Showers

Did you know that an average shower lasting 12 minutes at 2.5gal/min uses 30 gallons of water? Did you know that 30 gallons of water per shower is equivalent to a 3” rainfall in your shower? How about those 30 gallons per shower per day is 10,950 gallons per year? Or equals 1100” of rain per year? Now….how many showers a day are taken in your shower?

Obviously, that’s a lot of water and it all has to go somewhere….preferably down the drain. What doesn’t go down the drain could stay in your shower floor or walls and create mold and mildew. An improperly built shower not only has a high potential for mold and mildew growth but also will ultimately fail from too much exposure to moisture. It is simply a matter of time.

Tiled showers have always represented a considerable challenge to installers. Typically, an installer must place a mortar bed, sloped to the weep holes in the sub-drain, prior to installing the pan liner. Once the “pre-slope” has cured to the point where it can be walked upon, the pan liner is installed, with its tenuous connections to the clamping ring in the sub-drain, seaming, and carefully fitted corners around the curb area, all of which must be bonded with the appropriate solvent-based bonding agent. Each of these steps must be completed, and the weep holes protected from being clogged with mortar, before the shower pan is ready to receive the setting bed for the floor tiles.

Since shower pan liners are placed below the mortar setting bed in a conventional assembly, moisture is allowed to saturate the mortar bed. This can increase the risk of leakage, cause efflorescence, and foster bacteria and fungus growth. Bonded waterproof membranes, on the other hand, bond directly to the mortar bed and protect it from becoming saturated. The problem is that conventional two-piece floor drains are designed to connect to shower pan liners below the mortar bed and do not allow a secure, watertight connection to bonded waterproof membranes at the top of the drain assembly.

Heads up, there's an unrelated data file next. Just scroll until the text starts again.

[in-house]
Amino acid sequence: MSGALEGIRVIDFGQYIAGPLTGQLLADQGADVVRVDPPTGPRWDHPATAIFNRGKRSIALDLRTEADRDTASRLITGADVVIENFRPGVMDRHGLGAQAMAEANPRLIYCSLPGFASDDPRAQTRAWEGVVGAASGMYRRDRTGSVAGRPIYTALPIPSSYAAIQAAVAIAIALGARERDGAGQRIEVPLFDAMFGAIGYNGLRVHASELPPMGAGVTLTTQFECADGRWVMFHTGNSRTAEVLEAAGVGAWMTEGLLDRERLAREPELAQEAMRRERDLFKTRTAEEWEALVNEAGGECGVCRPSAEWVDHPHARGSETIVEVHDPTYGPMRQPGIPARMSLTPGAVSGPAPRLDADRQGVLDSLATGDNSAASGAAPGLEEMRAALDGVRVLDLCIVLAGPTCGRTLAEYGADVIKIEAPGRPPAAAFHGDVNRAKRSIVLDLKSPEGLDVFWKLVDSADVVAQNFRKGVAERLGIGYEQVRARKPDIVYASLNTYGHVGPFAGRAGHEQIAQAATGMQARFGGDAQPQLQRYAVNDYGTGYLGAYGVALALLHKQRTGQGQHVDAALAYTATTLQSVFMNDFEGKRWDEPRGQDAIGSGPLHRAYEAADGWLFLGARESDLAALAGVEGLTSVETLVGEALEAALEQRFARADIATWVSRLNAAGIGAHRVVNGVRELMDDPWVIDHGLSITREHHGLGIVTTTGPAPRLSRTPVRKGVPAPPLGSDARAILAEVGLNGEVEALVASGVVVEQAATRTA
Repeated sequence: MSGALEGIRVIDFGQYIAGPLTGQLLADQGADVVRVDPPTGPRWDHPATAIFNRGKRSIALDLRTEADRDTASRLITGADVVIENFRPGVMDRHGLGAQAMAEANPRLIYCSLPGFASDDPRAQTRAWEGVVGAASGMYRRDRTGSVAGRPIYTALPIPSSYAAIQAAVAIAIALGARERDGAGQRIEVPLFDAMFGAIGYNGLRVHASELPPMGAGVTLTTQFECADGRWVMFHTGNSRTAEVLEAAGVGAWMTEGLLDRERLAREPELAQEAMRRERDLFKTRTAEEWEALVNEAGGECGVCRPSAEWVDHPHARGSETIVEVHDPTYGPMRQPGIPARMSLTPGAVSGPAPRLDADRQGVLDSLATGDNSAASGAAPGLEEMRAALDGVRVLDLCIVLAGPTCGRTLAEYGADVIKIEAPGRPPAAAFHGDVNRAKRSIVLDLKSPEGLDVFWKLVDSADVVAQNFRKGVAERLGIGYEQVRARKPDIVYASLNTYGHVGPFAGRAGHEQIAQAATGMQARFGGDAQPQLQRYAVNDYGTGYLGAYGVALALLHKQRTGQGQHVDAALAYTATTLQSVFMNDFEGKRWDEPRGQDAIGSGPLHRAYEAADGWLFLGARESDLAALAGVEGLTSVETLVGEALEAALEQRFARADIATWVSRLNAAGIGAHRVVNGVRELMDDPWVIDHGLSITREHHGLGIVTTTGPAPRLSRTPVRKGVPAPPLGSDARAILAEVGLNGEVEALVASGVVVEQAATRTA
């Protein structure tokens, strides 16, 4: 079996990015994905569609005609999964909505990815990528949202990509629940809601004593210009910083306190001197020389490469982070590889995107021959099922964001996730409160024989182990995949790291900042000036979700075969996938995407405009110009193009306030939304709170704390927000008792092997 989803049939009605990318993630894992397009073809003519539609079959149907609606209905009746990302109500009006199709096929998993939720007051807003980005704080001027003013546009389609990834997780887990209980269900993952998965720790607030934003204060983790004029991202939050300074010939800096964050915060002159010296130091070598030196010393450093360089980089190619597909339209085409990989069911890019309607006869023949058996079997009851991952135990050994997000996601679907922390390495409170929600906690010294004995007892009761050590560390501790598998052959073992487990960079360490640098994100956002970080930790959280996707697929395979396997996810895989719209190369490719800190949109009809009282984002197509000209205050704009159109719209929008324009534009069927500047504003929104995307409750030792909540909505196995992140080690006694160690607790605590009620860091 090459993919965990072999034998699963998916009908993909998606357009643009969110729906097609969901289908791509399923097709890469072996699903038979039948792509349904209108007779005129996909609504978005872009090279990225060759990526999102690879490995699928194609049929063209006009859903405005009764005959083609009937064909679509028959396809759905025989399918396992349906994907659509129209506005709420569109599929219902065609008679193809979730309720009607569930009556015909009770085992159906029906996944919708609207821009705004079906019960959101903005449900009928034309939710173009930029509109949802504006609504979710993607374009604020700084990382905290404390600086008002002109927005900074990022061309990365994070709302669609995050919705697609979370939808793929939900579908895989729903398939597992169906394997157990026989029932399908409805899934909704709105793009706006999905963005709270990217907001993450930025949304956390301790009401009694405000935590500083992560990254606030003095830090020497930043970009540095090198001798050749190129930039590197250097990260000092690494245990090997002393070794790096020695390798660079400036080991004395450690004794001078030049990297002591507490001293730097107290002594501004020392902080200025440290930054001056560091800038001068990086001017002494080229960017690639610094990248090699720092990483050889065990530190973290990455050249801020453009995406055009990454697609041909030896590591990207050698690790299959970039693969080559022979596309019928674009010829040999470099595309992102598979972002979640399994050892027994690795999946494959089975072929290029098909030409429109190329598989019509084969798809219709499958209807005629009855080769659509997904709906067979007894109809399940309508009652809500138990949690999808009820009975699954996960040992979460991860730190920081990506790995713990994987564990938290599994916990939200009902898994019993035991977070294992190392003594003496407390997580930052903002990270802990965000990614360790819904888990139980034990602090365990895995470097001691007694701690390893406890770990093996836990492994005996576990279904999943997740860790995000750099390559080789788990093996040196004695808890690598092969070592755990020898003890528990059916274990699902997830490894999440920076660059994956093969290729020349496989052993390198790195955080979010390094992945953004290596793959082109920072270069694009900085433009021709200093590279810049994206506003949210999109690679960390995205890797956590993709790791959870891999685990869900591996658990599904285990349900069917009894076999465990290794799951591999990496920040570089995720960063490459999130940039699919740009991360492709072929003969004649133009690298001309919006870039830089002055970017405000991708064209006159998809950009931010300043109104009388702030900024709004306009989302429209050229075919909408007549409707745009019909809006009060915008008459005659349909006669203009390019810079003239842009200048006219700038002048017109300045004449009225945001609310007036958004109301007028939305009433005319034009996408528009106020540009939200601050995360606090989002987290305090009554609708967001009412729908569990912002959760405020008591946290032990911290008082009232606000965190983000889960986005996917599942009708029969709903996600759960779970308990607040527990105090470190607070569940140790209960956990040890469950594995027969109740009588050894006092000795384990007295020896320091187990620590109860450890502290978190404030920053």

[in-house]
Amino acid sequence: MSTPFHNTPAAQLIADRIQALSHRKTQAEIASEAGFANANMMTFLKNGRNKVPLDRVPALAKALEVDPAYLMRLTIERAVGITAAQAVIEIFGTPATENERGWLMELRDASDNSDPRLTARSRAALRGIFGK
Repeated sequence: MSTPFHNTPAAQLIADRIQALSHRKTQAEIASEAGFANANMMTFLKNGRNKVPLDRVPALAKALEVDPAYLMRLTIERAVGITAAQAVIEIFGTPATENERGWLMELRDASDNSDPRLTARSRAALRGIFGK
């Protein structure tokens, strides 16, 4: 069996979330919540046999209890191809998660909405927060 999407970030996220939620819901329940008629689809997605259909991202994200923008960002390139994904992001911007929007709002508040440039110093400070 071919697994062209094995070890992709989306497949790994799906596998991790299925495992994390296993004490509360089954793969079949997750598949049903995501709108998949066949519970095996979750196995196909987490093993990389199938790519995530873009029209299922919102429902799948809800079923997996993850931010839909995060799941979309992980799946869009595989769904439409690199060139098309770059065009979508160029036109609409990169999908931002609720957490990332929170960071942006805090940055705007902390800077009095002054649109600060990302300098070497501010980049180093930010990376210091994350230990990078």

And that’s just the floor! While walls constructed of concrete board are significantly better than plain sheetrock, concrete board, while water resistant (will not deteriorate when exposed to water), is NOT waterproof and will allow water and water vapor to pass through to the wall cavity, encouraging bacteria and fungus growth.  Combine this with the use of mastic to set the tiles, which can re-emulsify (turn back into water) when exposed to water, failure is again only a matter of time.

The objective therefore, is to use a system in which the individual components collectively form a bonded watertight assembly. The Schluter-Systems Shower Assembly (www.schluter.com) is an integrated family of products that achieves this objective. Kerdi waterproof membrane is used to ensure a completely water proof shower.

The Schluter- Systems Shower Assembly using Kerdi membrane eliminates the risk of failures due to both vapor and water penetration, and is relatively maintenance-free, also by using Dilex EKE moldings, we can eliminate almost all caulking from the shower area.

That’s why I use the Schluter-Systems Assembly, and set all tile with thin set, for a long lasting, waterproof, low maintenance shower.